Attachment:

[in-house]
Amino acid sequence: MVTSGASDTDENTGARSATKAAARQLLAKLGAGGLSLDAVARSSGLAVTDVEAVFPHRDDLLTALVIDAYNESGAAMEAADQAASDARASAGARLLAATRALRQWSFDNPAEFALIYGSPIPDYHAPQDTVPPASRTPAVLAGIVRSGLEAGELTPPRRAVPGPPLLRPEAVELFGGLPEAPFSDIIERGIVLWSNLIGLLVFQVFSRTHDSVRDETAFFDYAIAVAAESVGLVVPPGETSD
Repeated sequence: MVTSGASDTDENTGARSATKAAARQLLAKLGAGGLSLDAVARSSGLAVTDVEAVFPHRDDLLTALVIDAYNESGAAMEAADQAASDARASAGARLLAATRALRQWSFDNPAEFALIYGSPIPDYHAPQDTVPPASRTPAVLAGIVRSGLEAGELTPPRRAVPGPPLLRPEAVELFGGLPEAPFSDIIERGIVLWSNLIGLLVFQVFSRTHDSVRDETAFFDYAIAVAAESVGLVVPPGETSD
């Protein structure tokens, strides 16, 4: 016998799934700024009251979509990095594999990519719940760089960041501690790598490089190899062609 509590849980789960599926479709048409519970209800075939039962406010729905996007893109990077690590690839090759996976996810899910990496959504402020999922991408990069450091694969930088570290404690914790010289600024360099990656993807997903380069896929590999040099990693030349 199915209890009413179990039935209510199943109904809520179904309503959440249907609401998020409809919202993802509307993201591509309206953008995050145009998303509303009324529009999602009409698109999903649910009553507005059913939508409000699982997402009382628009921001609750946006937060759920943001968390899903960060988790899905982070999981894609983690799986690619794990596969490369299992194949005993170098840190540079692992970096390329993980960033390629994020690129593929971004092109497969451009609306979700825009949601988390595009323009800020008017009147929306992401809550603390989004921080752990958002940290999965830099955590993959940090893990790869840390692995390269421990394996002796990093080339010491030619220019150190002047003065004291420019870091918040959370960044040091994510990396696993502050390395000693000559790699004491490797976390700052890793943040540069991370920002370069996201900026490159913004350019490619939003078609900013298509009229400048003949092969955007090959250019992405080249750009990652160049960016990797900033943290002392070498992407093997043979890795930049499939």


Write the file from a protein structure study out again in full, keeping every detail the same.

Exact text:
[in-house]
Amino acid sequence: MVTSGASDTDENTGARSATKAAARQLLAKLGAGGLSLDAVARSSGLAVTDVEAVFPHRDDLLTALVIDAYNESGAAMEAADQAASDARASAGARLLAATRALRQWSFDNPAEFALIYGSPIPDYHAPQDTVPPASRTPAVLAGIVRSGLEAGELTPPRRAVPGPPLLRPEAVELFGGLPEAPFSDIIERGIVLWSNLIGLLVFQVFSRTHDSVRDETAFFDYAIAVAAESVGLVVPPGETSD
Repeated sequence: MVTSGASDTDENTGARSATKAAARQLLAKLGAGGLSLDAVARSSGLAVTDVEAVFPHRDDLLTALVIDAYNESGAAMEAADQAASDARASAGARLLAATRALRQWSFDNPAEFALIYGSPIPDYHAPQDTVPPASRTPAVLAGIVRSGLEAGELTPPRRAVPGPPLLRPEAVELFGGLPEAPFSDIIERGIVLWSNLIGLLVFQVFSRTHDSVRDETAFFDYAIAVAAESVGLVVPPGETSD
């Protein structure tokens, strides 16, 4: 016998799934700024009251979509990095594999990519719940760089960041501690790598490089190899062609 509590849980789960599926479709048409519970209800075939039962406010729905996007893109990077690590690839090759996976996810899910990496959504402020999922991408990069450091694969930088570290404690914790010289600024360099990656993807997903380069896929590999040099990693030349 199915209890009413179990039935209510199943109904809520179904309503959440249907609401998020409809919202993802509307993201591509309206953008995050145009998303509303009324529009999602009409698109999903649910009553507005059913939508409000699982997402009382628009921001609750946006937060759920943001968390899903960060988790899905982070999981894609983690799986690619794990596969490369299992194949005993170098840190540079692992970096390329993980960033390629994020690129593929971004092109497969451009609306979700825009949601988390595009323009800020008017009147929306992401809550603390989004921080752990958002940290999965830099955590993959940090893990790869840390692995390269421990394996002796990093080339010491030619220019150190002047003065004291420019870091918040959370960044040091994510990396696993502050390395000693000559790699004491490797976390700052890793943040540069991370920002370069996201900026490159913004350019490619939003078609900013298509009229400048003949092969955007090959250019992405080249750009990652160049960016990797900033943290002392070498992407093997043979890795930049499939």